Many clients seek our guidance regarding compression stockings, and what should be substituted if they can’t get what was prescribed. As well, some are confused about the merits and demerits of their use, hence this article today. Compression stockings have “gradients” of pressure sewn in them, and the highest degree of pressure is at the ankle. They are recommended for:
- Those who have swelling in the feet, ankles or legs
- Use during pregnancy
- Persons with varicose veins
- Those who stand or sit for long periods
- Those who are overweight
- Persons with a history of poor circulation, blood clots, or other venous insufficiency
- Persons with particular types of ulcers.
Decreased blood flow to the extremities creates a range of problems, beginning with leg fatigue, pain and swelling, up to varicose veins and blood clots. These stockings induce better blood flow, reducing the incidence of these problems. Many people fall into the criteria of those who should wear them, and once they try the stockings, become regular users once the size is correct. A number of persons do complain though that it’s restricting and a ‘work out’ to put on, hence they are not motivated to wear them.
When buying your first pair, here are a few things to get you started:
Degree of pressure
On the packaging you may find there are degrees of pressure, such as 15-21 mmHg, 21-30 mmHg, and 30-40 mmHg. The higher the number, the more pressure is sewn in at the foot and ankle, and the higher the pressure, the harder it is to get them on too, as stated earlier. Although they start at 8-15 mmHg, the most popular pressure is 15-21 mmHg, since it gives good pressure control and is not so hard to get on. The first time you put them on is the most difficult. It gets easier after it is stretched from the first wearing or two.
Sizing is based upon a combination of measurements, including circumference of the ankle, calf, thigh, and length of distance from heel to knee. The higher up the leg the stockings must go, the more measurements are needed. Shoe size is sometimes included in the measurements, but the toe area of the stockings usually has good wiggle room for larger feet.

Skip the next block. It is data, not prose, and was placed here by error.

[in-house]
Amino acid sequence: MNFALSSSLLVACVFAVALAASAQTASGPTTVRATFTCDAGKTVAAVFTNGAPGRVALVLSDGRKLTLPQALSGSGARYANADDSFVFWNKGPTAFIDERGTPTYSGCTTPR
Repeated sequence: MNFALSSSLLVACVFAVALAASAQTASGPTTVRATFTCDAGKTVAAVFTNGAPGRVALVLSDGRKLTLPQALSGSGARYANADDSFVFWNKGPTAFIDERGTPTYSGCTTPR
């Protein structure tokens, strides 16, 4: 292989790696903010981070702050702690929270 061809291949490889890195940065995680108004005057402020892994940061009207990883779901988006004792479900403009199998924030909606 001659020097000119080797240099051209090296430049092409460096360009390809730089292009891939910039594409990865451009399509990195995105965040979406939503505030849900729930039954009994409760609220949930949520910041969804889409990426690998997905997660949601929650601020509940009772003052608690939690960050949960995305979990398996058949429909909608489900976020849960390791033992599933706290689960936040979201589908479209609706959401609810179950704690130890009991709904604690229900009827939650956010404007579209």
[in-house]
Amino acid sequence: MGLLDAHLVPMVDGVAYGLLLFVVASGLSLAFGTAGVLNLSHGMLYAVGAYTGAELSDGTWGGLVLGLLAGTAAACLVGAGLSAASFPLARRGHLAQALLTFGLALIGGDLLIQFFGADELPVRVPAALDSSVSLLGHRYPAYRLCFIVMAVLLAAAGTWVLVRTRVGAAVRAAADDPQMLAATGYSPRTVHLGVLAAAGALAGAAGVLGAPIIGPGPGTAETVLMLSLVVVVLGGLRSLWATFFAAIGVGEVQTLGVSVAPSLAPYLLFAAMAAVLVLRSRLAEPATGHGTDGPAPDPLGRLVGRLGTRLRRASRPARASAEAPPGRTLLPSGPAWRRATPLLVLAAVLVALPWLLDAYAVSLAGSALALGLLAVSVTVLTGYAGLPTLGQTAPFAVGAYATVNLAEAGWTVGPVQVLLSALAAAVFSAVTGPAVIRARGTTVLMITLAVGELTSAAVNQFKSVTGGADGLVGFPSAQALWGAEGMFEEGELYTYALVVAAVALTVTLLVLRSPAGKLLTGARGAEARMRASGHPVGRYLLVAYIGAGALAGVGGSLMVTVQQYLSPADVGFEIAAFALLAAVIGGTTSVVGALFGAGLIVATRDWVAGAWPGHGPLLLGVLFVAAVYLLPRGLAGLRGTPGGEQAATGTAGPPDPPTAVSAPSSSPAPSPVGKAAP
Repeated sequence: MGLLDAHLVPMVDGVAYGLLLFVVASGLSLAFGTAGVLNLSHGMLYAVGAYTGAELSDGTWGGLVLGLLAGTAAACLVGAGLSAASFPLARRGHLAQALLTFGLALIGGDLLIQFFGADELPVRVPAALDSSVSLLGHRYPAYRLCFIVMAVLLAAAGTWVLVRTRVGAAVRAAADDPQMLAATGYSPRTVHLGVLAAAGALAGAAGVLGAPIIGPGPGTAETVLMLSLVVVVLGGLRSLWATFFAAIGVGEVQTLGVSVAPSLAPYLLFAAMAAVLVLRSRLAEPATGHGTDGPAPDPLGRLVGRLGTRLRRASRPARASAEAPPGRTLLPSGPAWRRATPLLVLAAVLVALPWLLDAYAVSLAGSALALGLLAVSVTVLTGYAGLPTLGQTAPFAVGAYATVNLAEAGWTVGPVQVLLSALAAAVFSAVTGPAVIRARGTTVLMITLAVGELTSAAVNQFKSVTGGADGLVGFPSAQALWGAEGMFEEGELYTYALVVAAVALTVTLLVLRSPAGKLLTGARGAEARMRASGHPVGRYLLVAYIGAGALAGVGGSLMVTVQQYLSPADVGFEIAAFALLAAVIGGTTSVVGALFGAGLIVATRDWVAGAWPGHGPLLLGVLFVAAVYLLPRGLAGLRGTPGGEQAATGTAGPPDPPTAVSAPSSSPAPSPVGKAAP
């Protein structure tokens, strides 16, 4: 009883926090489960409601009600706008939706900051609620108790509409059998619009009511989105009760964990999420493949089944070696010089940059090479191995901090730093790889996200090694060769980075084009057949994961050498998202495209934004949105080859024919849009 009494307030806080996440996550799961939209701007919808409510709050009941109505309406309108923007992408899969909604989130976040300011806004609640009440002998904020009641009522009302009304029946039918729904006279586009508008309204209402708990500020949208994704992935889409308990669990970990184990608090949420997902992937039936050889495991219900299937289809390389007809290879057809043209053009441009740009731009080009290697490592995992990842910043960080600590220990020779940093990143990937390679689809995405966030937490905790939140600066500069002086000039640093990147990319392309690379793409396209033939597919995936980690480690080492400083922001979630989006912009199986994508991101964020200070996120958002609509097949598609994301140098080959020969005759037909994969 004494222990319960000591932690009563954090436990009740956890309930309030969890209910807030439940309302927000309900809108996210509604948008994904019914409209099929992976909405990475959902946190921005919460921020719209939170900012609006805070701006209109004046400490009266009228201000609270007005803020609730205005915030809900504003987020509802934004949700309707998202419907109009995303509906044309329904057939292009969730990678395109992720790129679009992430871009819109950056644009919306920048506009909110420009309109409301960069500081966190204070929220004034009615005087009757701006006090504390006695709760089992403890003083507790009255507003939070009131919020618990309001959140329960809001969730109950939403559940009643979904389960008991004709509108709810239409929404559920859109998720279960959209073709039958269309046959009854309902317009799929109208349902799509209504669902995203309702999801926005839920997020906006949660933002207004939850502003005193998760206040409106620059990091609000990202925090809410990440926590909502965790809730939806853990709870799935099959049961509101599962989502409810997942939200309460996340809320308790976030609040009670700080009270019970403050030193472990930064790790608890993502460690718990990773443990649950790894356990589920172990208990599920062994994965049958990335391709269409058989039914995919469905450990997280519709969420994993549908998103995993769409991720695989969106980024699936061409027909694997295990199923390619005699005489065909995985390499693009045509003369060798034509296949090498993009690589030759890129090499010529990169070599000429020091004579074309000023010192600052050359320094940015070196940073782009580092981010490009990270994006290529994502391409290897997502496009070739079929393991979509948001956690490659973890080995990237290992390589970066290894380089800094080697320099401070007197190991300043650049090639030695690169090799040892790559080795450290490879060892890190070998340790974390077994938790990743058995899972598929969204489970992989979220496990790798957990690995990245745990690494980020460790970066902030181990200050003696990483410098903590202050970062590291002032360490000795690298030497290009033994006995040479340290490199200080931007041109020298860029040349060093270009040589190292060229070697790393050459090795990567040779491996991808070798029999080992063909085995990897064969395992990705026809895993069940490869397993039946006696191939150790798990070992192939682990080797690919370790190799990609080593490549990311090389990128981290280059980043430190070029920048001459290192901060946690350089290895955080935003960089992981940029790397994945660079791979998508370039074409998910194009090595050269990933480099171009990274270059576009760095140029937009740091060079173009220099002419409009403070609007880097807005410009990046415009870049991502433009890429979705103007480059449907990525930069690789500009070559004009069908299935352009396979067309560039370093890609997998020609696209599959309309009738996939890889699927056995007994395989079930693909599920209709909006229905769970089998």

Since these stockings are not inexpensive, it would be in your best interest to measure before you buy from the chart on the packaging. An easy way to do this is to take a relative or friend and tape measure with you, in case the store where you buy them doesn’t have a store clerk who knows what to do (which is usually the case). Look at the back of the packaging, and see which measurements are required, then have your relative or friend do the measuring.
Most of us have some measurements in one size category, and other measurements in another size. Rarely do all the measurements go straight down the line on one size. If you have an equal number of measurements in 2 categories, for instance, 2 measurements that render a medium size and 2 that are in the large category, round up to the larger size.
To be safe, you might purchase just 1 pair the first time; when you are certain it fits well, buy more. Most stores don’t let you return or exchange items like this.
As indicated previously, compression stocking aren’t cheap. The stockings that feature very low pricing usually do not have gradient pressure at all; rather, they are “stretchable” stockings, having the feeling of pressure while providing the least amount of pressure at the swollen areas. This is the opposite of what is needed.
Look at the package before you buy it! Be sure you have the degree of pressure you want as well as the type and colour. You don’t want to leave with black pantyhose if you wanted a pair of beige knee-highs… Happy shopping!